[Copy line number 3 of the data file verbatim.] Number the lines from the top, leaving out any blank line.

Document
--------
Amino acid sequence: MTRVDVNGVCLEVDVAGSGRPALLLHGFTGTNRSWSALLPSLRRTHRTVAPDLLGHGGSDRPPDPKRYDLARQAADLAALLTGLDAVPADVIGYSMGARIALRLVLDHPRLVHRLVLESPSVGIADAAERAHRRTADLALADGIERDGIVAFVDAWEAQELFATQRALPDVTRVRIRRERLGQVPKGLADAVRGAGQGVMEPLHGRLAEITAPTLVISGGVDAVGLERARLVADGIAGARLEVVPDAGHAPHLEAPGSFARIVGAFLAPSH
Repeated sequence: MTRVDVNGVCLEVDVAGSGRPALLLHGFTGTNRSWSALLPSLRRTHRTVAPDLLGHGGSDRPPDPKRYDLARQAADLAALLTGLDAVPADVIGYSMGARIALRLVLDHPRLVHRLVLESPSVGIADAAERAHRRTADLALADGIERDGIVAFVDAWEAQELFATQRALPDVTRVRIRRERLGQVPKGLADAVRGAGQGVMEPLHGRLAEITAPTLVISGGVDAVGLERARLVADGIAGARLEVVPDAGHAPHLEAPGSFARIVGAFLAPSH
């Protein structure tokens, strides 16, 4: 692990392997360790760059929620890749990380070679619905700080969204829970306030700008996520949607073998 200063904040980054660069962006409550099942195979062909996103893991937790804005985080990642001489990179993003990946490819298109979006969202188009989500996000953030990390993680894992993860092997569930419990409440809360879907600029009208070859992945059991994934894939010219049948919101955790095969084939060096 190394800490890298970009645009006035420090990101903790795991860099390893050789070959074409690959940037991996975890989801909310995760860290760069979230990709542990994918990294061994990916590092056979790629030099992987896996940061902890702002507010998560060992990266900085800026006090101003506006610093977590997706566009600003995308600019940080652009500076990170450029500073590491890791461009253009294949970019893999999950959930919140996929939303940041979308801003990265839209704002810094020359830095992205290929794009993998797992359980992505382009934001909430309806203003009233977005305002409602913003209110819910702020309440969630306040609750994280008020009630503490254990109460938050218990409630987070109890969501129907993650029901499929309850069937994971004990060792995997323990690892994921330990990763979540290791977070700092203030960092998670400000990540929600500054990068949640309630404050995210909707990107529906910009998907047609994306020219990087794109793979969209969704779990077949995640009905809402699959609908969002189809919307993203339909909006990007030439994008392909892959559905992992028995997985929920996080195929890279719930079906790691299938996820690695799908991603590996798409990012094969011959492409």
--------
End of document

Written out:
């Protein structure tokens, strides 16, 4: 692990392997360790760059929620890749990380070679619905700080969204829970306030700008996520949607073998 200063904040980054660069962006409550099942195979062909996103893991937790804005985080990642001489990179993003990946490819298109979006969202188009989500996000953030990390993680894992993860092997569930419990409440809360879907600029009208070859992945059991994934894939010219049948919101955790095969084939060096 190394800490890298970009645009006035420090990101903790795991860099390893050789070959074409690959940037991996975890989801909310995760860290760069979230990709542990994918990294061994990916590092056979790629030099992987896996940061902890702002507010998560060992990266900085800026006090101003506006610093977590997706566009600003995308600019940080652009500076990170450029500073590491890791461009253009294949970019893999999950959930919140996929939303940041979308801003990265839209704002810094020359830095992205290929794009993998797992359980992505382009934001909430309806203003009233977005305002409602913003209110819910702020309440969630306040609750994280008020009630503490254990109460938050218990409630987070109890969501129907993650029901499929309850069937994971004990060792995997323990690892994921330990990763979540290791977070700092203030960092998670400000990540929600500054990068949640309630404050995210909707990107529906910009998907047609994306020219990087794109793979969209969704779990077949995640009905809402699959609908969002189809919307993203339909909006990007030439994008392909892959559905992992028995997985929920996080195929890279719930079906790691299938996820690695799908991603590996798409990012094969011959492409």